This section is from the "Studio Light Incorporating The Aristo Eagle - The Artura Bulletin 1910" book, by Aristo Motto. Also see Amazon: Studio Light Incorporating The Aristo Eagle - The Artura Bulletin 1910.
To maintain prices is of vital importance to the success of the photographic studio and to hold the interest of patrons and prospective patrons is equally important.
In the smaller towns where the public is more or less familiar with the style and prices of the studio, something must be done to keep the interest alive and stir up a desire among the people for photographs. The old styles are familiar to passers by who see the show case day after day and they become indifferent if the same style meets their eye each time.
Cutting the price on an overworked style destroys confidence in the ability of a photographer and lowers the standing of the studio in the estimation of the public. Don't do it.
There are certain standard styles that are always good - that will always sell, but even these standard styles will move faster if supported and helped along by the introduction of new things.
Then, too, there are certain styles which for a time prove very popular but which seem to have had their run. Supposing there are some of these mounts on hand when the demand for them apparently ends - when the interest ceases. They may be withdrawn and after a lapse of five or six months this same style will again be new and appreciated. This will take care of excess stock and is a much better method than to hold on and try to sell it at a time when interest in it is at end - also a much better method than to cut the price on a style and size that has been put out at a higher price. Cutting the price not only destroys the chance of reviving that particular style in the future at standard price, but it also gets people into the bad habit of waiting until the price is cut on every new style you offer.
The remedy for a condition of this kind, or rather the preventive, is to introduce a new style in mounts as often as the previous style shows a falling off in sales. This is progressiveness and realizing this need of new ideas in mounts, Taprell, Loomis & Co., of Chicago, are to the front with new and good things to interest the patrons of photographic studios.
The Reynolds mount which we illustrate herewith is made in two colors, Sepia and White, suitable for either black or sepia prints. It is a flexible card for "tacked on" prints with old Mezzotint effect produced in harmonious colors.
The illustrations give but a very faint idea of the real worth of these mounts. The Reynolds is a rich reproduction of an old copper engraving and is engraved on silk linen bristol stock.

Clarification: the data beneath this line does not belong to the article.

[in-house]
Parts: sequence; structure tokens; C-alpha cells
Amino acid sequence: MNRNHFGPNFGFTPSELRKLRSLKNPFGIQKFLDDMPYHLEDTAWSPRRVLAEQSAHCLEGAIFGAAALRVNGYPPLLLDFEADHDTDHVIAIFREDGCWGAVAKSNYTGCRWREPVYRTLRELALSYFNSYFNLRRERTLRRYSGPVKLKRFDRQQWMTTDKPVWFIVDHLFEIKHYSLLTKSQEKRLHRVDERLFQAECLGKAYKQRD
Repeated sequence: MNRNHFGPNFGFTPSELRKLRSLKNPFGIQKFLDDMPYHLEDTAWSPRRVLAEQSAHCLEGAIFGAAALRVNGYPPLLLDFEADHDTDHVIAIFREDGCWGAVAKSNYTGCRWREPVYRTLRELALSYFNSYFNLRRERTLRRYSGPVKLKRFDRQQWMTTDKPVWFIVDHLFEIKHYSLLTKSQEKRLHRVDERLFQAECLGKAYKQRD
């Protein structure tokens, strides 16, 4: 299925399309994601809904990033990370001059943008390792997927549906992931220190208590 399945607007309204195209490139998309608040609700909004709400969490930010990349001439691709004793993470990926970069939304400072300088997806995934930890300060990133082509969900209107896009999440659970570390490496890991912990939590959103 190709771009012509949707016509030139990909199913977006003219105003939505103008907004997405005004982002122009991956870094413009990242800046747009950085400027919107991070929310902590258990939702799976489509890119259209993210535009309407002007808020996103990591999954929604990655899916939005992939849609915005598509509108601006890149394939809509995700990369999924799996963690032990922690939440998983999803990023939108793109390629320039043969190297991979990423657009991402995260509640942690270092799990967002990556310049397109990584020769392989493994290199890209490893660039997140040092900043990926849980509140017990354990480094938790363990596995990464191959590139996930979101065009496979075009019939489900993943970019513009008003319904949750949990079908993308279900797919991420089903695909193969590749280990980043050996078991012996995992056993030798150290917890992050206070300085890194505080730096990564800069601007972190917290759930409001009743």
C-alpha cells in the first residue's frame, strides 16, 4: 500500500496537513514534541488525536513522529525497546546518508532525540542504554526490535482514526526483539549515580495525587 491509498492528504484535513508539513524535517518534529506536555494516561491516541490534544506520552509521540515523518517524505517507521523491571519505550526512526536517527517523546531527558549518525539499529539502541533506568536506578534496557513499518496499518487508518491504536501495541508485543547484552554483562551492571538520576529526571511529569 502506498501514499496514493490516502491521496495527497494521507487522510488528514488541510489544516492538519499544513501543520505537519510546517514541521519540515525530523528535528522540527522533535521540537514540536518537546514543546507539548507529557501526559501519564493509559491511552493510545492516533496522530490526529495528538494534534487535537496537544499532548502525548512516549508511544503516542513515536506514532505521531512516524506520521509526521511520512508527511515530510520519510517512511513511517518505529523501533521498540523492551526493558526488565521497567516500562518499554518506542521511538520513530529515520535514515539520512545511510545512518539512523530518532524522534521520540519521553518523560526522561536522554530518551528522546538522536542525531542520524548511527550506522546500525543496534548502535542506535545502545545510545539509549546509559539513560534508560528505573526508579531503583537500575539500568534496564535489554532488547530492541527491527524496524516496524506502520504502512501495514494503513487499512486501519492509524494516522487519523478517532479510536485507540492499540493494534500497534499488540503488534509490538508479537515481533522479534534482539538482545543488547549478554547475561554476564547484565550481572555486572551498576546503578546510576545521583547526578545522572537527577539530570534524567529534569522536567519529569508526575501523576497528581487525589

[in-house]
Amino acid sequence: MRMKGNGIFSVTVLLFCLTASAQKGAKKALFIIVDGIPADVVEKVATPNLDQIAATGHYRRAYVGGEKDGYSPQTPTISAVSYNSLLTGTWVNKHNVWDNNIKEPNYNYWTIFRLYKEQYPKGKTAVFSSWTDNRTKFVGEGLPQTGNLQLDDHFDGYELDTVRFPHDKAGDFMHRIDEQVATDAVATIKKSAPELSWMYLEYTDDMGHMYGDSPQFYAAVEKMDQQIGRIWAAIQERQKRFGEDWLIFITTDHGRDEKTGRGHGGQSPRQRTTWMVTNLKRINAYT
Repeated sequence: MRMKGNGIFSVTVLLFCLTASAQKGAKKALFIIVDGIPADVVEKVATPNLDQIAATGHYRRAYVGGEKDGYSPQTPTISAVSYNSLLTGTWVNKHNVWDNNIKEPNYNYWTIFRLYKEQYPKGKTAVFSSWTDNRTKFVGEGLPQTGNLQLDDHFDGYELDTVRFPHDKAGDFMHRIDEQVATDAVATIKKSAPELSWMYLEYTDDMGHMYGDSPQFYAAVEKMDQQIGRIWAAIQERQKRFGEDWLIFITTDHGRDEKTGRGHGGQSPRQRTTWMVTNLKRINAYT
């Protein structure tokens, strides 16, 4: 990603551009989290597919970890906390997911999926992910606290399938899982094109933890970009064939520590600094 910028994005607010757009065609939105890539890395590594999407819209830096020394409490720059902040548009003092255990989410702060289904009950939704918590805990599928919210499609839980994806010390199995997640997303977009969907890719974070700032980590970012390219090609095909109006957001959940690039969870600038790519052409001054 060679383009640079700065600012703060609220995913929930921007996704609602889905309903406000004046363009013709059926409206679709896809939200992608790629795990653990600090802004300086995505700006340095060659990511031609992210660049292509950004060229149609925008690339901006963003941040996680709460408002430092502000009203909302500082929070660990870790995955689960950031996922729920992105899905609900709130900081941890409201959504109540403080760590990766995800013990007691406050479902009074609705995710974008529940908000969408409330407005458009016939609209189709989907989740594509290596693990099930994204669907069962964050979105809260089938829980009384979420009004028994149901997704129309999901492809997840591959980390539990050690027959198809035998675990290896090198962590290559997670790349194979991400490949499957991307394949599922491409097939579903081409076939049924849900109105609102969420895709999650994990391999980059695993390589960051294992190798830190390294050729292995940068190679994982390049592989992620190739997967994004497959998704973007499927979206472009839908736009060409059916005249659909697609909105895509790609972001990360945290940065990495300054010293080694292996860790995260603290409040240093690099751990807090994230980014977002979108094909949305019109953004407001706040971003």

The Reynolds (square)
The Reynolds (oval)
It is made for cabinet and half cabinet prints, square or oval. It is a flexible card of beautiful proportions that may be sold as it is or in combination with folios such as Taprell-Loomis' Harmony, Saloniere, Repertoire or Standiford. With or without the folios mentioned, the Reynolds will not only maintain the prices you have established for cabinets and half cabinets, but will make it possible to get an increased price.
A trial will prove this assertion and a post card addressed to Taprell, Loomis & Co., Chicago, 111., will bring full information in regard to the Reynolds and other new things.
To progress with the progressive - to get a full share of new and desirable business - to avoid the fatal mistake of price cutting, ask your dealer often about the new things in Taprell-Loomis mounts or get the information direct from Chicago.
Eastman Permanent Crystal Pyro
A perfect developing agent in crystal form containing just the proper amount of acid preservative. At your dealer's
The Artura Iris prints reproduced in this number of Studio Light are from the studio of R. M. Wilson of Pueblo, Col.
Mr. Wilson is an experienced photographer, having been for twelve years connected with the Chickering Studio of Boston, Mass., prior to going west and opening a studio of his own.
The Wilson Studio has been established six years in its present location and the success which has followed is well merited by the quality of photographs produced. The accompanying portraits show expert handling and the flower study on a following page is still further proof of artistic ability.
Mr. Wilson is a pioneer user of Artura and the reproductions illustrate his skill as a photographer as well as the value of Artura in the production of high grade photographs.